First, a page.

A few days ago I was introduced to the ‘Stanford Duck Syndrome’. This was after I told my friend about something stressing me out and she responded that everyone is just as stressed but most conceal their struggles. Picture a duck, gracefully gliding on the surface of the water, but what you don’t see is its feet frantically paddling underneath the water. In the same vein, students at Stanford (where this term was originally coined but can be applied to many students at colleges everywhere) may seem to be calm and on top of things, but the truth is they are scurrying fervently to keep up.
This ‘duck syndrome’ is very real. Students carry this ‘fake it till you make it’ mentality and speaking up about personal struggles is often perceived as being weak. Appearing to work hard isn’t ‘cool’; being intelligent means that getting good grades comes almost naturally. No one wants people to know how much they studied for the last midterm only to come out with a ‘B’. A troubling aspect of this mentality is that the less willing one person is to speak up about a problem, the more reluctant his or her peers are to speak up. It becomes this group effect, where no one wants to be that one person who voices a particular difficulty for fear of seeming ‘incompetent’. Consequently, everyone desperately keeps up the appearance of gliding with ease through the tumultuous college waters.
Today, college campuses are full of ambitious students juggling heavy-load classes, extra-curriculars, internship applications, social events and who knows what else. One of the most stressful questions that you can ask is ‘what are you doing this summer?’ The point is, simply going to college to study for your exams is far from the normal or acceptable college experience today. Students at competitive colleges were the top in their high school. They were the big fish. Once they enter the college bubble, they look around and see smarter, more athletic and more socially engaged peers who seem to be on top of everything. The realization that college is a whole new pond with much bigger fish leads students to feel obliged to do as much as possible while still maintaining an effortless persona.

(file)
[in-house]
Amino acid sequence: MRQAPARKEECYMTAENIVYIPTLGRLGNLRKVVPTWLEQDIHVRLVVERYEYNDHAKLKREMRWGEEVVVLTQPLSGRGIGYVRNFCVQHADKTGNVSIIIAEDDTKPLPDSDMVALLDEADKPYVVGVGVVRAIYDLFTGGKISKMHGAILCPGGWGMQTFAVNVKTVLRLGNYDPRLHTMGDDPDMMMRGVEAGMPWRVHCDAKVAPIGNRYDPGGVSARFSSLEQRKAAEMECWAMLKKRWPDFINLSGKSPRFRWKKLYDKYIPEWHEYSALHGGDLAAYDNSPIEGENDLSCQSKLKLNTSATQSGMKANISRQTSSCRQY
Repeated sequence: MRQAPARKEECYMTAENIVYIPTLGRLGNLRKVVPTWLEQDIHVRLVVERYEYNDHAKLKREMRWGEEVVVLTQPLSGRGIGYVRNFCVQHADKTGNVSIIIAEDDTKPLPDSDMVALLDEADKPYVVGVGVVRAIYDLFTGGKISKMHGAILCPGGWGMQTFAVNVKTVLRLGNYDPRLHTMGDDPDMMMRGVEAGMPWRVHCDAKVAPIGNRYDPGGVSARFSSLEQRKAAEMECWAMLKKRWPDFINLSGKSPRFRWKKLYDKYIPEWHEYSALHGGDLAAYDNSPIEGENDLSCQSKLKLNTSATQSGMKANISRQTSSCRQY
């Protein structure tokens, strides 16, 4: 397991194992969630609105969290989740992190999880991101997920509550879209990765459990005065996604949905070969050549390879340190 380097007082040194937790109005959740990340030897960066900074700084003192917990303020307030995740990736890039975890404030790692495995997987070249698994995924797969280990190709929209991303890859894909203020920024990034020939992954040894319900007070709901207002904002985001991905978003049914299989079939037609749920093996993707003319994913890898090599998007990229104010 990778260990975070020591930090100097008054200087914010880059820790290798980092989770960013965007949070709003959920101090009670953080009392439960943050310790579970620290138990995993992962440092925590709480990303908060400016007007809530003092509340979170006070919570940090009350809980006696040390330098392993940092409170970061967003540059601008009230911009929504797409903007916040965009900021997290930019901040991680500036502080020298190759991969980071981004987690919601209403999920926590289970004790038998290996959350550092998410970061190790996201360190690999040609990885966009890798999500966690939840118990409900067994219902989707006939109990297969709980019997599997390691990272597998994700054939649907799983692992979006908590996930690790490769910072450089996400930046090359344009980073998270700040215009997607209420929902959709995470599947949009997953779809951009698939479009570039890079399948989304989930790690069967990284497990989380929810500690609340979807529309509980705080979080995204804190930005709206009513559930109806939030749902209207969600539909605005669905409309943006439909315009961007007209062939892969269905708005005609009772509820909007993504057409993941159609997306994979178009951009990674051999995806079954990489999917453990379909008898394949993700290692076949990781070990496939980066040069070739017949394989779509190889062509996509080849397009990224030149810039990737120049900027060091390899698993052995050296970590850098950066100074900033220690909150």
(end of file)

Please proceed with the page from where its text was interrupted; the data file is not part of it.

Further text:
One major problem with this continuous trend is that it results in a culture that promotes a facade of the model student. In reality, nothing worth having comes without effort and difficulty. The truth is, most, if not all students are struggling or have struggled with stress, anxiety, insecurity and failure at some point in their college experience. Messing up, suffering through diabolical homework sets and being insecure about yourself are nothing to be ashamed of. We need to encourage open discussions on college campuses where students feel comfortable to talk about their struggles. Even if students choose not to speak up, they should still have the peace of mind that struggling isn’t a sign of inadequacy.
This may not come as a surprise, but it is so important to remember that everyone is going through something you don’t know about. Being vulnerable and honest about struggle are not commonplace qualities in prestigious colleges today but this shouldn’t be the reality. We shouldn’t strive to be effortlessly successful but rather foster the kind of campus where people can share their stories – the good and the bad. By speaking up, we can address the complexity of issues that are often ignored. Don’t paddle frantically just to stay ‘seemingly’ afloat. Someone else might look like they are getting by just fine, but you never know what’s going on beneath the surface.